The Delhi High Court made a useful clarification in a recent IP case of Centrient Pharmaceuticals v. Dalas Biotech Ltd.2 This case reiterated the general rule that interrogatories should be allowed when answers to the questions serve to maintain the case of the party that initiated them, or destroy the case of the opposite party. In this case, the Plaintiff used interrogatories to ask the Defendant for copies of its master file, common technical documents, master formula records, etc. The Defendant declined stating that these copies were not relevant to the suit, and that the information sought was confidential and should not be disclosed, especially since the Plaintiff was a business rival. The court said that the Plaintiff used interrogatories as a “roving and fishing inquiry” and therefore disallowed the same. It was held that the Plaintiff was trying to extract, through interrogatories, information that it could have obtained during its cross examination.
Here, the Delhi High Court also relied on the Supreme Court decision in Raj Narain v. Smt. Indira Nehru Gandhi and Anr.3 The Supreme Court has established that interrogatories that do not relate to matters in question in the suit are irrelevant, but may be admissible in cross examinations. Questions served during interrogatories must have a reasonably close connection with the matter in question. The Supreme Court also said that it is a settled position in law that interrogatories cannot be a substitute for cross examination, since the scope for interrogatories are much narrower.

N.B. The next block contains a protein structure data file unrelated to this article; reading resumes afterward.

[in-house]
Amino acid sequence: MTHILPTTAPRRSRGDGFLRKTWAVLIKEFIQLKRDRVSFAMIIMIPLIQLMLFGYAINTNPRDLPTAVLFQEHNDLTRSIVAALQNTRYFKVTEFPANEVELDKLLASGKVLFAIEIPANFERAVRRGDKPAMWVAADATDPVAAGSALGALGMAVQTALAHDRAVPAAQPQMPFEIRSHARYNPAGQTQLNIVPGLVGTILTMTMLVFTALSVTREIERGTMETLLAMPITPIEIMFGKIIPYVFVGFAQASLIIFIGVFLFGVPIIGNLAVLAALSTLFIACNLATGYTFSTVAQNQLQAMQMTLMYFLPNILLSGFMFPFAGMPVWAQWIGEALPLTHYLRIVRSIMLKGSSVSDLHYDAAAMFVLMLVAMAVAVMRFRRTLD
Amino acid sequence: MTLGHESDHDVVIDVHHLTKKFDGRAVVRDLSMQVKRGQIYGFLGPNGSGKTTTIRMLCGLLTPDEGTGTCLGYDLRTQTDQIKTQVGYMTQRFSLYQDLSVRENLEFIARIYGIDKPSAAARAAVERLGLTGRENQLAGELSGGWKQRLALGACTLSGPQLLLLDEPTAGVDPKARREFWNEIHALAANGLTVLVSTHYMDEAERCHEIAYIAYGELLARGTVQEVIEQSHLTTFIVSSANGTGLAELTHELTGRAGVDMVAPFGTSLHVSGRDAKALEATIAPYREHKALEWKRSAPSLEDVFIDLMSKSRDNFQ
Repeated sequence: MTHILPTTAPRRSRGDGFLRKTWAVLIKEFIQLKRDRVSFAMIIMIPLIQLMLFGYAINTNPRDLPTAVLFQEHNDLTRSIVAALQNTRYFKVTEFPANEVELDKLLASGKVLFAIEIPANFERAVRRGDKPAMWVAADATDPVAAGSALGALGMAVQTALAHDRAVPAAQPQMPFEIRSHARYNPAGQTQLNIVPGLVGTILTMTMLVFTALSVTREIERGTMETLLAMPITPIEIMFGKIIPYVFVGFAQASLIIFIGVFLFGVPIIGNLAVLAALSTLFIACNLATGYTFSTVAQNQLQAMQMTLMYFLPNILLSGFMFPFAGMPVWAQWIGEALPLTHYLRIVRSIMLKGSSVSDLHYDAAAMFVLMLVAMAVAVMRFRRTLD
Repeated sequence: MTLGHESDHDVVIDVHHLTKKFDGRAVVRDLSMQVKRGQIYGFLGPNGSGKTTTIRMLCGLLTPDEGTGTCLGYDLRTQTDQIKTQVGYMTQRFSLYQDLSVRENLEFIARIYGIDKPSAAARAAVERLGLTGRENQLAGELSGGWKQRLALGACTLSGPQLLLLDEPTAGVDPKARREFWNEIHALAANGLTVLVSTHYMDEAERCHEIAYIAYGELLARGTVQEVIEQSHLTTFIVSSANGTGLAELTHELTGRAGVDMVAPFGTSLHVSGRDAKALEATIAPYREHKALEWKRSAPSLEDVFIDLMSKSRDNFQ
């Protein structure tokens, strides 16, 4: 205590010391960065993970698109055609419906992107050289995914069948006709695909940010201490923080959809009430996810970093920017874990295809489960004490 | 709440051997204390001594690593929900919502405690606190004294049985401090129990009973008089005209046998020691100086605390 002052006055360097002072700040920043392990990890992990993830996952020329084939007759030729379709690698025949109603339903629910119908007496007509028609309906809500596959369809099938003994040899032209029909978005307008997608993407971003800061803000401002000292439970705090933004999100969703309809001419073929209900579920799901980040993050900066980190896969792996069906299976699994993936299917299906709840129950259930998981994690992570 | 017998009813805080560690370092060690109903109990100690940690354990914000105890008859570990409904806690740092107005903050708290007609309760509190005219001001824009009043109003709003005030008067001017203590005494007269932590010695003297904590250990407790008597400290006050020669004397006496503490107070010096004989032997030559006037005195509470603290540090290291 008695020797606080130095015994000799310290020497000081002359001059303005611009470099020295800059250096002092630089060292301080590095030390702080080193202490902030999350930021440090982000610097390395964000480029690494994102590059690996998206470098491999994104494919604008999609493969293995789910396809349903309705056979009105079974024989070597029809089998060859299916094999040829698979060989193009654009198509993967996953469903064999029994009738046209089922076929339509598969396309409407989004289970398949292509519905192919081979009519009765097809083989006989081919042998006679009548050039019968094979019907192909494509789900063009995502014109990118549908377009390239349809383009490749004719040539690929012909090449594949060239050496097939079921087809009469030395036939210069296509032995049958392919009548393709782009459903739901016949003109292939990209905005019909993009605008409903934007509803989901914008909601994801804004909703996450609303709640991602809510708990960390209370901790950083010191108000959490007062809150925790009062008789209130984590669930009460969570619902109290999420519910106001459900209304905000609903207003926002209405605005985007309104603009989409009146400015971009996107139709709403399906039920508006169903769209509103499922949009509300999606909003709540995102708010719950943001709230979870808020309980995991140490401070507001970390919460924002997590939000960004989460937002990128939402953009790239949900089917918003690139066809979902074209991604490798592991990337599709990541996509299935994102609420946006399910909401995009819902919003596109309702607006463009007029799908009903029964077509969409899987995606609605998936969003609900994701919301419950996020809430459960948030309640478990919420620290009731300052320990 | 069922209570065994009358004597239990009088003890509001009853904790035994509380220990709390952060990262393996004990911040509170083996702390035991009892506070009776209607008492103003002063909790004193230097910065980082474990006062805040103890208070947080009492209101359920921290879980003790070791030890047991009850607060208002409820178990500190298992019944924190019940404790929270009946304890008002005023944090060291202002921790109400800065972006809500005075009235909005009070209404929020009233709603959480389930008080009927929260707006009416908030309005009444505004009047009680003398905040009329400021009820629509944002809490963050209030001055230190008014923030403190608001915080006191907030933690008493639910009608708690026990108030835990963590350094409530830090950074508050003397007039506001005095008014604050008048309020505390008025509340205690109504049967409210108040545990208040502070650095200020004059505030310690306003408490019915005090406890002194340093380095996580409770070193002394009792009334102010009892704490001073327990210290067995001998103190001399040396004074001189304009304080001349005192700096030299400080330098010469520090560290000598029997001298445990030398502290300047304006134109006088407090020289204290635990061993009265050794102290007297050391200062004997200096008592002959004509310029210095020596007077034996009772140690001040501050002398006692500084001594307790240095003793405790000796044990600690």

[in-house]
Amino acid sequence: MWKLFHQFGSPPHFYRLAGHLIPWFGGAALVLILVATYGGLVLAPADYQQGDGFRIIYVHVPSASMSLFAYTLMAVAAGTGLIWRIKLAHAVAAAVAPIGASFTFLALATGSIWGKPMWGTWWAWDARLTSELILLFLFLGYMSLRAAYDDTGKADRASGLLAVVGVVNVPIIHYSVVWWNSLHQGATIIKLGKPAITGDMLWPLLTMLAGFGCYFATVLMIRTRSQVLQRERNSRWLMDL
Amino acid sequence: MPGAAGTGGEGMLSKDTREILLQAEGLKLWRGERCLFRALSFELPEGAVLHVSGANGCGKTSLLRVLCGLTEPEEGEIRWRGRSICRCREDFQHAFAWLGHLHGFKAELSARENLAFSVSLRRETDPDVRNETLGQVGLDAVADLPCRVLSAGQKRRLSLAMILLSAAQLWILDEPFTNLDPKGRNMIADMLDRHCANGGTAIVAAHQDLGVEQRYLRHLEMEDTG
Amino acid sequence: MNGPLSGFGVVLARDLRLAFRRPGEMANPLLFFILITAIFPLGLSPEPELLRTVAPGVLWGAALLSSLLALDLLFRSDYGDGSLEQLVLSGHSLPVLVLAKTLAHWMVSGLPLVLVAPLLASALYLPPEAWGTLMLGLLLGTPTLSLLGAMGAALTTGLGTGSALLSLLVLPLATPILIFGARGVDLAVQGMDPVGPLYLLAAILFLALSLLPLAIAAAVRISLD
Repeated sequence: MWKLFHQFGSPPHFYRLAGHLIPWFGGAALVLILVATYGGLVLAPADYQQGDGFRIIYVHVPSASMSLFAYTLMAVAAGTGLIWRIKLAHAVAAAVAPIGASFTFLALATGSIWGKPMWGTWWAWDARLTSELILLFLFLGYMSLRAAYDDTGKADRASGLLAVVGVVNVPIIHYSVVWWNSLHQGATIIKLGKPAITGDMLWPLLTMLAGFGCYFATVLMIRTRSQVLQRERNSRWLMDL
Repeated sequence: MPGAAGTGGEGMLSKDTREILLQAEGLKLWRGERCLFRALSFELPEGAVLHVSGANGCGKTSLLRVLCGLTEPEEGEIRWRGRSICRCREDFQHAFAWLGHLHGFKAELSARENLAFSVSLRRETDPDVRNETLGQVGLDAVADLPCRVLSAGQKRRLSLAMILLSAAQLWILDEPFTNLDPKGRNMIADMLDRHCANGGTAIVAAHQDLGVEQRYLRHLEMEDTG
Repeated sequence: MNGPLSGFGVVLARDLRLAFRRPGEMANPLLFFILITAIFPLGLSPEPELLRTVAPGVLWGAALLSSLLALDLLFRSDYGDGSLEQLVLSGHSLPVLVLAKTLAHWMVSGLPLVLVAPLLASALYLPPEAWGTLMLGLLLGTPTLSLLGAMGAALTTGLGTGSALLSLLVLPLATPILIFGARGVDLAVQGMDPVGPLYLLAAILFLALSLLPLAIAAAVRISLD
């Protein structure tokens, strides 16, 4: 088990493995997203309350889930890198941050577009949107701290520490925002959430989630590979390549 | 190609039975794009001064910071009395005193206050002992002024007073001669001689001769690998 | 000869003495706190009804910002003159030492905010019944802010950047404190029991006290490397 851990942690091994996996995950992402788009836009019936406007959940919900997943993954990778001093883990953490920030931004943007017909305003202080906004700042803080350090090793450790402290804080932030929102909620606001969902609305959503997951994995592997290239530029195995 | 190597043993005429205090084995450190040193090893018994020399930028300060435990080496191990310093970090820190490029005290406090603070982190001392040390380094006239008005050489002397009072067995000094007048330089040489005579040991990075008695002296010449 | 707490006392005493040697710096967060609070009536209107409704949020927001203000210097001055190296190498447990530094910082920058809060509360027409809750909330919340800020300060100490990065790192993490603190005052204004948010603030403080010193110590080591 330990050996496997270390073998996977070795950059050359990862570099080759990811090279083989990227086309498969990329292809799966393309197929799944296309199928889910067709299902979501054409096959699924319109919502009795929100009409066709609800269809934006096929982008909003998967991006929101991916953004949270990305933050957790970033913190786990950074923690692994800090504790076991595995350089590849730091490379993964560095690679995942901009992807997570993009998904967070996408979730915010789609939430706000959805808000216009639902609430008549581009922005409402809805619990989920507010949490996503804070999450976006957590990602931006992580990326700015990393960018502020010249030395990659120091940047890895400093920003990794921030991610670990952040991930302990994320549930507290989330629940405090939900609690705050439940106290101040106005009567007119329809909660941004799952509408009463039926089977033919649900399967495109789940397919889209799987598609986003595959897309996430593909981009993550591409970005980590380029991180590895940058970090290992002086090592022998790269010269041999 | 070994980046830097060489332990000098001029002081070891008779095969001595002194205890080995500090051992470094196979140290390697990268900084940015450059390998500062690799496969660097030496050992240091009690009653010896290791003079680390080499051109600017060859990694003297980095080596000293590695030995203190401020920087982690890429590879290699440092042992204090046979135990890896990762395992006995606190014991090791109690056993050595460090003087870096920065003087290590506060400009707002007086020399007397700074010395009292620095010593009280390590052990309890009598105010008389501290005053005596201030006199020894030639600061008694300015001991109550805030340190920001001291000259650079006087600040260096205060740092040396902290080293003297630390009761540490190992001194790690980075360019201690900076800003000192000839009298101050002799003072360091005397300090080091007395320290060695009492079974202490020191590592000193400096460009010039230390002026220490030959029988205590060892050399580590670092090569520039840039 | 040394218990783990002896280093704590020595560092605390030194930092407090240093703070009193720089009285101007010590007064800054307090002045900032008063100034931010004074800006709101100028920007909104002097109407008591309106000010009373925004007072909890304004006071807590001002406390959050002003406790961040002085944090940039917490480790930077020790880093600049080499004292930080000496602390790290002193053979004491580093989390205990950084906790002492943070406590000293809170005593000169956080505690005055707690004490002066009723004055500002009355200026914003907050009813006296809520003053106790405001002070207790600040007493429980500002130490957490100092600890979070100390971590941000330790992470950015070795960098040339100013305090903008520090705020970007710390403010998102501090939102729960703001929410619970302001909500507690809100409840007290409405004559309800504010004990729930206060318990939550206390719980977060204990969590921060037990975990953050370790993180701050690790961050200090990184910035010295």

Courts appear to consider interrogatories with some care. In Quintessential Designs India v. Puma Sports India,4 the Madras High Court held that a barrage of interrogatory applications filed at an advanced stage in the proceedings are tactics to merely delay trial. Therefore, the court dismissed the interrogatory application, noting that granting such applications at an advanced stage would defeat the purpose of interrogatories, which is to expedite a trial.
There is a clear difference between interrogatories and cross examinations, since the former is granted by the leave of the court and the latter is basic (and default) procedure. Both have important but distinct roles to play in a trial, especially in highly technical matters like IP suits. They can facilitate the advancement of the trial in different ways, like the disclosure of important documents in the case of interrogatories, or expert witness statements in cross examinations. An essential element of a fair trial is that both parties are given equal opportunity to access evidence related to the case.
However, these opportunities can also be misused by parties to delay a trial or to use interrogatories as a substitute for cross examinations in order to extract confidential information. Courts are clearly vigilant about such misuse and have consistently reiterated that interrogatories cannot replace cross examinations. Interrogatories are to be raised at a pre-trial stage and must have a close connection with the matter in question, whereas cross examinations have a wider scope of questions that can be asked.
1 Ram Pravesh Rai Estate (P) Ltd. v. Sri Rajesh Kumar Singh, 2016 SCC OnLine Pat 17.
2 Centrient Pharmaceuticals v. Dalas Biotech Ltd, CS(COMM) 218/2019.
3 Raj Narain v. Smt. Indira Nehru Gandhi and Anr., 1972 SCC (3) 580.
4 Quintessential Designs India Pvt. Ltd. and Ors. Vs. Puma Sports India (Pvt.) Ltd. and Ors., 2019 (5) CTC320.